Bob Ingersoll: Daredevil, Punisher and Where To Get A Fair Trial
The Law Is A Ass #395
There’s an old joke I’m not going to repeat. It’s long; not very good; and, worst of all for a joke, not particularly funny. I bring it up because it’s punchline, “You can’t get there from here,” has a great bearing on the comic we’ll be discussing today.
What comic? My pun-ishing headline indicates, it’s a comic featuring Daredevil, Matt Murdock, and a change of venue in a trial. And that means it’s Daredevil/Punisher: Seventh Circle.
We learned in the first issue of this mini-series that there’s this gangster named Sergey Antonov, see, and he’s a bad man, see. How bad? Well, he didn’t shoot a man in Reno just to watch him die, but he poisoned a rival gang’s boss’s Christmas turkey just to get him out of the way. Unfortunately, the rival boss’s whole family was eating that turkey. Four generations – most of them innocents – died because of Antonov’s actions. That’s how bad.
Well, Antonov has been captured and is going to stand trial for his crimes. However, because “too many people hate [him]” in New York City, the District Attorney’s office feared it couldn’t get an impartial jury in New York City. So Assistant District Attorney Matt Murdock, moved for a change of venue. To Texas.
Which leads us to several points of discussion. First: what’s venue? To answer that I have to take us back to the time when we weren’t the United States but thirteen colonies under the British Empire. (Okay, I don’t have to, but I’m going to. How else can I show off all this historical knowledge I picked up in law school?) Back then, King George III had people who committed crimes in the colonies transported back to England for trial. The colonies didn’t like this. They even included it as one of their grievances with the Crown in the Declaration of Independence.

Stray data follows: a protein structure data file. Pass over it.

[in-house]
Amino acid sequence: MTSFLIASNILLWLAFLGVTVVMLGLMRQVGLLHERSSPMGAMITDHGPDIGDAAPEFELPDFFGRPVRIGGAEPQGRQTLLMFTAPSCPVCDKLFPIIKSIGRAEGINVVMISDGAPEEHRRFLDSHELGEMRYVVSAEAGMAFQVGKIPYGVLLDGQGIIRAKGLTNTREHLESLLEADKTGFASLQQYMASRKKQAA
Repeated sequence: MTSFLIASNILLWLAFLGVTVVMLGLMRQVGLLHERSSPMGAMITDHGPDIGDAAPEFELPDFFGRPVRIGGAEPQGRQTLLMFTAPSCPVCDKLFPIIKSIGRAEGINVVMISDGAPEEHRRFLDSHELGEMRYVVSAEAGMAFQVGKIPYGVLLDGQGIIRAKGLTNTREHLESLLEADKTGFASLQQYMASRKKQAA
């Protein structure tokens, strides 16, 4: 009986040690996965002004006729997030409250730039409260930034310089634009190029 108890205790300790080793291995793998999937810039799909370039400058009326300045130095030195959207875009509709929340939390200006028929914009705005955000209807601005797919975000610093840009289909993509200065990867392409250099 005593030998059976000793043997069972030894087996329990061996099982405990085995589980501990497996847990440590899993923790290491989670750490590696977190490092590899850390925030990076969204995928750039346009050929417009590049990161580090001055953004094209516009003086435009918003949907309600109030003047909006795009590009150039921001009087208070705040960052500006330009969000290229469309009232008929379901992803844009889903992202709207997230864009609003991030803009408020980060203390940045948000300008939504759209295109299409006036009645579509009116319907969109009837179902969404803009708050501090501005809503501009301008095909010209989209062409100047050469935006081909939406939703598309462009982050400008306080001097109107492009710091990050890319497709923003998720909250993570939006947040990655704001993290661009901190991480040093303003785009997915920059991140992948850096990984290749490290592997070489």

In order to prevent that from happening in the United States of America, the Founding Fathers put a clause in Article III of the United States Constitution requiring all criminal trials must be held within the state in which the crime was committed. But the Founding Fathers didn’t stop there. They also included a Vicinage Clause in the Sixth Amendment’s trial by jury provision dictating that the jury be composed of people who live within the state and district where the crime occurred. That district where the trial can be held, that’s the venue.